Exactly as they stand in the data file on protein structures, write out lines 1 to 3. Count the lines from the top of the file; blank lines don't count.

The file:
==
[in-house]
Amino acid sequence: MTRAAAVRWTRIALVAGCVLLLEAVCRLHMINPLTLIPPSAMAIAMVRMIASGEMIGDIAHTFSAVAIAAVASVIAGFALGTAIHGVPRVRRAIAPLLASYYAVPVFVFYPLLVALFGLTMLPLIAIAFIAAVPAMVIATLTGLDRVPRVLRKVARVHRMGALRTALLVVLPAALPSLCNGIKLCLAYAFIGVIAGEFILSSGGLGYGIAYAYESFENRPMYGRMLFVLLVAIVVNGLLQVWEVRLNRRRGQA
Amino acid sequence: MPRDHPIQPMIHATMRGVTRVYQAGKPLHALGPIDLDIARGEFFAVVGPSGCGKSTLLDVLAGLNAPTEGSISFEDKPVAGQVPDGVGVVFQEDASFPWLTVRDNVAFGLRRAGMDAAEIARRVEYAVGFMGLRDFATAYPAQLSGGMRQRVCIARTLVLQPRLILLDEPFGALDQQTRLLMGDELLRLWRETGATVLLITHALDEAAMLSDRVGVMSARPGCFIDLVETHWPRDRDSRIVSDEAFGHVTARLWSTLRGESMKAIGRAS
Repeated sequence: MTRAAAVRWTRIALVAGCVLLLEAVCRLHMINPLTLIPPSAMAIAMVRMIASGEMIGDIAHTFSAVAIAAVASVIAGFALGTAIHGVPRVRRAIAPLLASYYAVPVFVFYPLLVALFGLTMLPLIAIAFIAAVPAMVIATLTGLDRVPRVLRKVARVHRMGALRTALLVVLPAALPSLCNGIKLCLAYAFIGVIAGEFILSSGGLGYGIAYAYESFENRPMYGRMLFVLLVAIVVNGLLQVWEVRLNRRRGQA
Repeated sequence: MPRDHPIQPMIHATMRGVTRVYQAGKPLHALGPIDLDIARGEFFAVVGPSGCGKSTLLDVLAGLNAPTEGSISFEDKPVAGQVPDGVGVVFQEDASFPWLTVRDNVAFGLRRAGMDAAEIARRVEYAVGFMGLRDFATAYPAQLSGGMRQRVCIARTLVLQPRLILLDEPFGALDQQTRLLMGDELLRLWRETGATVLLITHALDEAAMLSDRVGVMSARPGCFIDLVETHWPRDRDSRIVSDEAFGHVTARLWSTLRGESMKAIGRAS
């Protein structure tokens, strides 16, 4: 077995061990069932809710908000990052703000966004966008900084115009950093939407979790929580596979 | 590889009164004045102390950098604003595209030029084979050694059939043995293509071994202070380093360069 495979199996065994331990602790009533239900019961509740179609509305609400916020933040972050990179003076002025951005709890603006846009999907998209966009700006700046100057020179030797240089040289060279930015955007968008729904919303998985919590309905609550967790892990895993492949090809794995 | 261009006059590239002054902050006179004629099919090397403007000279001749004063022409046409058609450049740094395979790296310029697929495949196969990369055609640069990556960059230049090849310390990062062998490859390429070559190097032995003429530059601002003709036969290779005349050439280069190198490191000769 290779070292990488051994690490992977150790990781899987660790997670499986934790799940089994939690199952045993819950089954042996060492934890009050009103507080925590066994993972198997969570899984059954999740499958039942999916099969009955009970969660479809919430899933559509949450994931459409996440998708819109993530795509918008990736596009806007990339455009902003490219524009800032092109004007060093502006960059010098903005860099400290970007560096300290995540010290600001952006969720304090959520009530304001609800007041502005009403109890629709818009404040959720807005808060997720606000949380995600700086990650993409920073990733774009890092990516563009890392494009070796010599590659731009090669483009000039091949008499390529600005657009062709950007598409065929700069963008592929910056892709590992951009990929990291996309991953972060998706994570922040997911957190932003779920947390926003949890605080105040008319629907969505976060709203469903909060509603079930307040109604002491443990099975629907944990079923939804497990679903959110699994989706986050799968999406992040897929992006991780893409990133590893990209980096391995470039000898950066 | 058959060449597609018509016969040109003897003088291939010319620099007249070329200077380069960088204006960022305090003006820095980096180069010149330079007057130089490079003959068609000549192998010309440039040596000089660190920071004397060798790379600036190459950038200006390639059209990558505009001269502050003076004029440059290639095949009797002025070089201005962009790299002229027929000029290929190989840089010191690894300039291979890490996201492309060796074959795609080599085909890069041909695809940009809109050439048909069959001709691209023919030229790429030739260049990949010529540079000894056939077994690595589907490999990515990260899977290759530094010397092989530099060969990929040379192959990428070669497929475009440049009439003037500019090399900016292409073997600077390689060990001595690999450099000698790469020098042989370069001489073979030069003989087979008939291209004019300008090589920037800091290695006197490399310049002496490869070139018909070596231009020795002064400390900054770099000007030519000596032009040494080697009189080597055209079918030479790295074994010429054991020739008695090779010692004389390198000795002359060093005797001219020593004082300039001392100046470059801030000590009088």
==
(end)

[in-house]
Amino acid sequence: MTRAAAVRWTRIALVAGCVLLLEAVCRLHMINPLTLIPPSAMAIAMVRMIASGEMIGDIAHTFSAVAIAAVASVIAGFALGTAIHGVPRVRRAIAPLLASYYAVPVFVFYPLLVALFGLTMLPLIAIAFIAAVPAMVIATLTGLDRVPRVLRKVARVHRMGALRTALLVVLPAALPSLCNGIKLCLAYAFIGVIAGEFILSSGGLGYGIAYAYESFENRPMYGRMLFVLLVAIVVNGLLQVWEVRLNRRRGQA
Amino acid sequence: MPRDHPIQPMIHATMRGVTRVYQAGKPLHALGPIDLDIARGEFFAVVGPSGCGKSTLLDVLAGLNAPTEGSISFEDKPVAGQVPDGVGVVFQEDASFPWLTVRDNVAFGLRRAGMDAAEIARRVEYAVGFMGLRDFATAYPAQLSGGMRQRVCIARTLVLQPRLILLDEPFGALDQQTRLLMGDELLRLWRETGATVLLITHALDEAAMLSDRVGVMSARPGCFIDLVETHWPRDRDSRIVSDEAFGHVTARLWSTLRGESMKAIGRAS